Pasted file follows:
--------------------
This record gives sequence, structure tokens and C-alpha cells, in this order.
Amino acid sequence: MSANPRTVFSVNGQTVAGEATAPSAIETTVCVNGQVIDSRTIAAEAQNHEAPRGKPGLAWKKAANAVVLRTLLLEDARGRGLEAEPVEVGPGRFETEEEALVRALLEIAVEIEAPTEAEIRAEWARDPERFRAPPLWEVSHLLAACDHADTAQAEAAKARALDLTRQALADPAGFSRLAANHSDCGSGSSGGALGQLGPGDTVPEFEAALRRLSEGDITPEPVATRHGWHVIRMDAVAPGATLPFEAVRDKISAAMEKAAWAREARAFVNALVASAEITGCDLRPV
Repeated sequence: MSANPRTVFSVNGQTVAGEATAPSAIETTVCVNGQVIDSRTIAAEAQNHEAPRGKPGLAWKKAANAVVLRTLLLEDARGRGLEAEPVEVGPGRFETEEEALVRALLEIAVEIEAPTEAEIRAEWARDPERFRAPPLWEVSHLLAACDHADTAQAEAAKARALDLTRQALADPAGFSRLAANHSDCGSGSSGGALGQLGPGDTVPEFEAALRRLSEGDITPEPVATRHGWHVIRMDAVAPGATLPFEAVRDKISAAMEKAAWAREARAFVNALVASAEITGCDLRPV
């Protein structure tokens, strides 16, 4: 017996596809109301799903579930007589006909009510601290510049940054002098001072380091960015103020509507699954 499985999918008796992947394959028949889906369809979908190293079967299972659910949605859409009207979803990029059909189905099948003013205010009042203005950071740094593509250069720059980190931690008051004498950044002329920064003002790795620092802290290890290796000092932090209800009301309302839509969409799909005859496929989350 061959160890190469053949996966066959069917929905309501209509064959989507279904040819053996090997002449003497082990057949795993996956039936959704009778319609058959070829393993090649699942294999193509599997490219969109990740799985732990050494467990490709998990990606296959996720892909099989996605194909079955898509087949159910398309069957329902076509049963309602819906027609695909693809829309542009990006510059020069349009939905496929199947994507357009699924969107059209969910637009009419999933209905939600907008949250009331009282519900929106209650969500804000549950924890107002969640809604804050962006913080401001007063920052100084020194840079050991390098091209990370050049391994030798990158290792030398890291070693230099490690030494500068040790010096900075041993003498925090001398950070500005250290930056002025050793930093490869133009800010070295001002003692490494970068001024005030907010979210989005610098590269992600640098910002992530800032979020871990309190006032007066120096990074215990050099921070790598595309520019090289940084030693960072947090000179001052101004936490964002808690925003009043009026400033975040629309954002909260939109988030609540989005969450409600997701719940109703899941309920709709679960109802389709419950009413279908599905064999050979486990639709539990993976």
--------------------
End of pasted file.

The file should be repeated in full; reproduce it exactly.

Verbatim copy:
This record gives sequence, structure tokens and C-alpha cells, in this order.
Amino acid sequence: MSANPRTVFSVNGQTVAGEATAPSAIETTVCVNGQVIDSRTIAAEAQNHEAPRGKPGLAWKKAANAVVLRTLLLEDARGRGLEAEPVEVGPGRFETEEEALVRALLEIAVEIEAPTEAEIRAEWARDPERFRAPPLWEVSHLLAACDHADTAQAEAAKARALDLTRQALADPAGFSRLAANHSDCGSGSSGGALGQLGPGDTVPEFEAALRRLSEGDITPEPVATRHGWHVIRMDAVAPGATLPFEAVRDKISAAMEKAAWAREARAFVNALVASAEITGCDLRPV
Repeated sequence: MSANPRTVFSVNGQTVAGEATAPSAIETTVCVNGQVIDSRTIAAEAQNHEAPRGKPGLAWKKAANAVVLRTLLLEDARGRGLEAEPVEVGPGRFETEEEALVRALLEIAVEIEAPTEAEIRAEWARDPERFRAPPLWEVSHLLAACDHADTAQAEAAKARALDLTRQALADPAGFSRLAANHSDCGSGSSGGALGQLGPGDTVPEFEAALRRLSEGDITPEPVATRHGWHVIRMDAVAPGATLPFEAVRDKISAAMEKAAWAREARAFVNALVASAEITGCDLRPV
């Protein structure tokens, strides 16, 4: 017996596809109301799903579930007589006909009510601290510049940054002098001072380091960015103020509507699954 499985999918008796992947394959028949889906369809979908190293079967299972659910949605859409009207979803990029059909189905099948003013205010009042203005950071740094593509250069720059980190931690008051004498950044002329920064003002790795620092802290290890290796000092932090209800009301309302839509969409799909005859496929989350 061959160890190469053949996966066959069917929905309501209509064959989507279904040819053996090997002449003497082990057949795993996956039936959704009778319609058959070829393993090649699942294999193509599997490219969109990740799985732990050494467990490709998990990606296959996720892909099989996605194909079955898509087949159910398309069957329902076509049963309602819906027609695909693809829309542009990006510059020069349009939905496929199947994507357009699924969107059209969910637009009419999933209905939600907008949250009331009282519900929106209650969500804000549950924890107002969640809604804050962006913080401001007063920052100084020194840079050991390098091209990370050049391994030798990158290792030398890291070693230099490690030494500068040790010096900075041993003498925090001398950070500005250290930056002025050793930093490869133009800010070295001002003692490494970068001024005030907010979210989005610098590269992600640098910002992530800032979020871990309190006032007066120096990074215990050099921070790598595309520019090289940084030693960072947090000179001052101004936490964002808690925003009043009026400033975040629309954002909260939109988030609540989005969450409600997701719940109703899941309920709709679960109802389709419950009413279908599905064999050979486990639709539990993976």